Thursday 30 April 2020

Carrot & Red Lentil Soup

Last year, we grew a small bed of carrots.  Beyond unearthing a couple, which were decidedly green  - the green bits are safe to eat but taste like eating carrot tops - we didn’t get around to unearthing more until earlier this month.  OMG, I have never seen so many deformed carrots!

They’re multi-coloured, which surprised us, until we found the label.  Turned out that we planted a rainbow packet of purple, yellow and white carrots as well as the traditional orange.   How anybody grows straight carrots is beyond me.  These were planted in a new, raised bed, which was filled with fresh compost, and they still turned out looking like mutants!  Seriously, this one looks like he’s got a lizard’s head.

Today, I turned some of the larger mutants into soup for lunch.  Four of them, including the beast above   This is inspired by a recipe from Leites Culinaria., (I just utilised their spicing.)


1-2 tablespoons oil
1 onion, peeled and roughly chopped
1 large clove garlic, crushed
1 tablespoon grated ginger
4 large carrots, peeled and sliced
1 cup/200g split red lentils
2 litres boiling water
2 chicken stock cubes
1 teaspoon ground coriander
1 teaspoon ground cumin
Salt and pepper to taste

  1. Heat the oil in a large saucepan and gently fry the onion, garlic and ginger until the onion is soft.
  2. Stir in the coriander and cumin and fry until the aroma rises.
  3. Pour over the boiling water.  Add all the remaining ingredients and simmer for 20 minutes or until the carrot and lentils are soft.
  4. Blend in the saucepan with an electric stick blender. 
  5. Check the seasoning and serve with fresh bread.

- Pam (As you can see from the photo above, I like my soups to have a bit of texture.)  

Friday 24 April 2020

SitRep: April update

Hello.  How are you?  As you can see from the posts with the tag “Lockdown Diary”, I’ve been posting fairly regularly since my last Sit-Rep.  Admittedly, most posts are recipes but that is what I promised to you when I wrote this post on Monday 23rd March, setting out my worries for people’s finances during/after the Covid-19 induced economic crisis.  All the relevant recipes are tagged <£2Dinners.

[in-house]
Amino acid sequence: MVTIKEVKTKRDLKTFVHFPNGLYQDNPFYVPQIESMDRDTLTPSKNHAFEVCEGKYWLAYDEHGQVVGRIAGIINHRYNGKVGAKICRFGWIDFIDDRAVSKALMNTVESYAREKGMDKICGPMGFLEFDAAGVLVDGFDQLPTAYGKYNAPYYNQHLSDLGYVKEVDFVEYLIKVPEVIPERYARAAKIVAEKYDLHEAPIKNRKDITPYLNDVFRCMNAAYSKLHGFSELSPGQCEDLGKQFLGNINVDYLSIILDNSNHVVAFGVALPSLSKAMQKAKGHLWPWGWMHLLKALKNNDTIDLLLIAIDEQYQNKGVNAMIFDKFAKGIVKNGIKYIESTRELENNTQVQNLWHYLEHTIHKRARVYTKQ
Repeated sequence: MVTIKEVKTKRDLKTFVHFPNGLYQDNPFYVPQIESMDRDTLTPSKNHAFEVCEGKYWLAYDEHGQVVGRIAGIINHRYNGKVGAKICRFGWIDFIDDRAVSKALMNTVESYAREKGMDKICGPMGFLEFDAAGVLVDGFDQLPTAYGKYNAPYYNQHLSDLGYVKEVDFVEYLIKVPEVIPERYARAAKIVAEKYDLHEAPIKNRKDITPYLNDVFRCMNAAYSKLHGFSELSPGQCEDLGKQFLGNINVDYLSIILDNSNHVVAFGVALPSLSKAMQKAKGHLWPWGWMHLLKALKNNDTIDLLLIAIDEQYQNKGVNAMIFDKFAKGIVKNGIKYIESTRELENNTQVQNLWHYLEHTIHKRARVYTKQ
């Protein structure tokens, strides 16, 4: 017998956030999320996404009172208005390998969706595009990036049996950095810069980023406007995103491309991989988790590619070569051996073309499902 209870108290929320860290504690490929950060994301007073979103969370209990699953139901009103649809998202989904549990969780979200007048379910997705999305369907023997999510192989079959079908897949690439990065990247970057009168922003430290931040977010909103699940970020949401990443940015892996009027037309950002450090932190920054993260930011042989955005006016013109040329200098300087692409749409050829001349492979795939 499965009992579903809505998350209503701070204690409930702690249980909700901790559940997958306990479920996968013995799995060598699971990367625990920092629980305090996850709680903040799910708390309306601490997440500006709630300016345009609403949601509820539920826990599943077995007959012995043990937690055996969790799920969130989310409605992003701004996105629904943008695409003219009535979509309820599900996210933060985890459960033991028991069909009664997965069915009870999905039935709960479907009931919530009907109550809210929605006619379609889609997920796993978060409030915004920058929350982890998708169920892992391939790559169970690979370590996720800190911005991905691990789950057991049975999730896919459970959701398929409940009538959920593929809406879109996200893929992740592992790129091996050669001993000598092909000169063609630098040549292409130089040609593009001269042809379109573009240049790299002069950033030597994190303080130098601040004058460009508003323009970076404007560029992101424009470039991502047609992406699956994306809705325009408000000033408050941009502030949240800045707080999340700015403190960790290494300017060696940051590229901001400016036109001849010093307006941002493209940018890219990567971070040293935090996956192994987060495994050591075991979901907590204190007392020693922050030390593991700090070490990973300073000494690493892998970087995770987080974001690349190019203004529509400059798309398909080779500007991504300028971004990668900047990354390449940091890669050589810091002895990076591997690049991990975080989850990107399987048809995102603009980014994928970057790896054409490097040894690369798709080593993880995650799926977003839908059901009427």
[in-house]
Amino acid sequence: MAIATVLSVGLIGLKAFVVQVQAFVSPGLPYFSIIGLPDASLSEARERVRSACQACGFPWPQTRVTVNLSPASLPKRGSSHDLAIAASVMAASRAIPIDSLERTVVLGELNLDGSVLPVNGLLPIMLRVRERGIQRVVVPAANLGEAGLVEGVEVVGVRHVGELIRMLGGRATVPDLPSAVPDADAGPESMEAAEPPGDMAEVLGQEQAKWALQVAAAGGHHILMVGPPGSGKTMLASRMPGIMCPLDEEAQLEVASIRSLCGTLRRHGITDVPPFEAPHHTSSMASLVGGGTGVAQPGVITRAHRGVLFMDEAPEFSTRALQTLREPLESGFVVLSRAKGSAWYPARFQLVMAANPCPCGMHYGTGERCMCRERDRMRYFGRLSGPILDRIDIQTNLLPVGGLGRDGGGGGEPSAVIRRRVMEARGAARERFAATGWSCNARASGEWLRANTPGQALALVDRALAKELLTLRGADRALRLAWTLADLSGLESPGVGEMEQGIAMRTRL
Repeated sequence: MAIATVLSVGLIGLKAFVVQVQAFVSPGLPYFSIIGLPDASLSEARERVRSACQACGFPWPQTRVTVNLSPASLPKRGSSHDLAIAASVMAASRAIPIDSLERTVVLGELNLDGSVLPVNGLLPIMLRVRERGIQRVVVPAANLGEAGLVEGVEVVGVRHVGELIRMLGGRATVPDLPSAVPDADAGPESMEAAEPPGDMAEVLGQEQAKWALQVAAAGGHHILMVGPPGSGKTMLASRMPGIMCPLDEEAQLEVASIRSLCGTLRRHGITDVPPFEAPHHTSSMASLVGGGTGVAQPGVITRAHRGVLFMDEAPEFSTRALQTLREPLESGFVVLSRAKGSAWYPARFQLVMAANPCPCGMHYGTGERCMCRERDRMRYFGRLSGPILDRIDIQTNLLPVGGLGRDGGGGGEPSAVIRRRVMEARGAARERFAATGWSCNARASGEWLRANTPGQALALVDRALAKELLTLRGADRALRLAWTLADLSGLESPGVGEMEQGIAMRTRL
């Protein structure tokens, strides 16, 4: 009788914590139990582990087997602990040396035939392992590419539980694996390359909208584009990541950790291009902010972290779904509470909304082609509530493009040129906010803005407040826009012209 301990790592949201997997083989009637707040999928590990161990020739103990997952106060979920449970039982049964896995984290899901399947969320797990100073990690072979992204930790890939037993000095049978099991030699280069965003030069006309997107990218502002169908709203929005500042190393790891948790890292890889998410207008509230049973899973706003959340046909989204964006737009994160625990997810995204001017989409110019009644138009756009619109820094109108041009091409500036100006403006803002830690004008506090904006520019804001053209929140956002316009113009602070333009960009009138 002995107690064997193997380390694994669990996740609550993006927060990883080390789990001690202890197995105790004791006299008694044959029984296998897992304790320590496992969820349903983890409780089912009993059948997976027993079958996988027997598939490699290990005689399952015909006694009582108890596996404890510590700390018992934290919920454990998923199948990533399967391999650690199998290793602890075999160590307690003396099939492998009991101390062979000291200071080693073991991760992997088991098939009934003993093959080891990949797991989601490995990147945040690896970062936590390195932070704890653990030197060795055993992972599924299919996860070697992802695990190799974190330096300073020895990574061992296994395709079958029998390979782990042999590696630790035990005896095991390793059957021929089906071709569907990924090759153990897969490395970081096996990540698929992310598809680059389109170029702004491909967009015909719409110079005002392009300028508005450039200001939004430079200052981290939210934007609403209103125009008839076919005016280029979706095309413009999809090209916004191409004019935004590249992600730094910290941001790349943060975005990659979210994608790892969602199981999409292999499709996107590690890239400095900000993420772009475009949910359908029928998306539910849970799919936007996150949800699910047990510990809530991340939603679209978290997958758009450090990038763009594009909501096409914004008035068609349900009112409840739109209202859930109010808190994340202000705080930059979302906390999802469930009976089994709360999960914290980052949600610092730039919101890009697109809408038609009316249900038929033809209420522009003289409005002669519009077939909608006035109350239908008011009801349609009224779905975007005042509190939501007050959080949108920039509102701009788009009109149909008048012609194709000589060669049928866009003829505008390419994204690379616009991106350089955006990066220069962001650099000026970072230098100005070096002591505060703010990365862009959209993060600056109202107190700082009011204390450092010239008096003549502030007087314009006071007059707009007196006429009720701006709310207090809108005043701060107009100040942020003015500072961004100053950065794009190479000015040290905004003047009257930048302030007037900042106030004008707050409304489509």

We’re both still working from home.  I usually start work before 8am and finish around 4.30pm.  Lunch is timed to coincide with the auction stage of Bargain Hunt on BBC1, which DH and I watch together.  Most evenings, we go for a walk around the neighbourhood, before coming home to cook dinner and settle down with my knitting/the TV.  Every Tuesday evening, we have a SKYPE call with the other members of our pub quiz team.  (Tuesday was Quiz Night.).  I try to call friends on the weekend, because I’m spending half of every working day on the phone at present.

So many things that we were planning to do this year have been cancelled or postponed.  Did I tell you that I got lucky in this year’s draw for Wimbledon tickets?  Well, that’s been cancelled.  Rather than rolling the tickets over to 2021, Wimbledon are refunding everyone their ticket money.  < pout >. Hopefully, I’ll get lucky again next year.  We also had tickets for a recording of the Now Show at the BBC but that, too, was cancelled.  (The show was recorded without an audience and is available as a podcast.). 

Here is my update on my 20:20’s:-
  1. Knit 20 balls of yarn (that's between 3 & 5 jumpers worth). 7/20 - I finished the jumper I was knitting (5 balls), started the next one (currently 2 balls down) and have still only clocked up one pair of socks this year (ending a ball of yarn in the process).   
  2. 20 minutes a day learning French (via Duolingo and TinyCards) for 20 weeks. Not started yet.  Modified to 20 weeks.
  3. 20 minutes exercise a day for 20 weeks. 1 week.
  4. Read 20 books. 3/20.  These are listed In the sidebar on the right.  
  5. Try 20 new dinner recipes
  6. 20 gardening sessions.  2 proper ones so far plus a couple of minutes mucking around with seeds.
  7. Explore 20 new places 1/20 - the cathedral at Bayeux.
  8. Attend 20 "shows" (concerts/plays/films/BBC recordings/exhibitions) 3/20 - Frank Skinner’s “Showbiz”.  The News Quiz.  The Troy exhibition at the British Museum.
  9. Do the 2020 Fashion On The Ration Challenge and keep within the coupon count. 27/66 coupons used.  These are listed in the sidebar on the right.
  10. Phone family/friends to chat 20 times (I'm hopeless on the phone). 5/20.
  11. Lose 20lbs.  2/20.  (To be honest, I’m just glad I haven’t put any weight on.)
  12. Mend 20 items of clothing (yes, that includes sewing on buttons and taking up hems) 3/20 - hemmed trousers from a suit purchased in 2018 (I’d only worn the skirt and jacket, not the trousers).  Mended the pockets of a different suit jacket, bringing that suit back into rotation.  Repaired the pockets on DH’s shorts.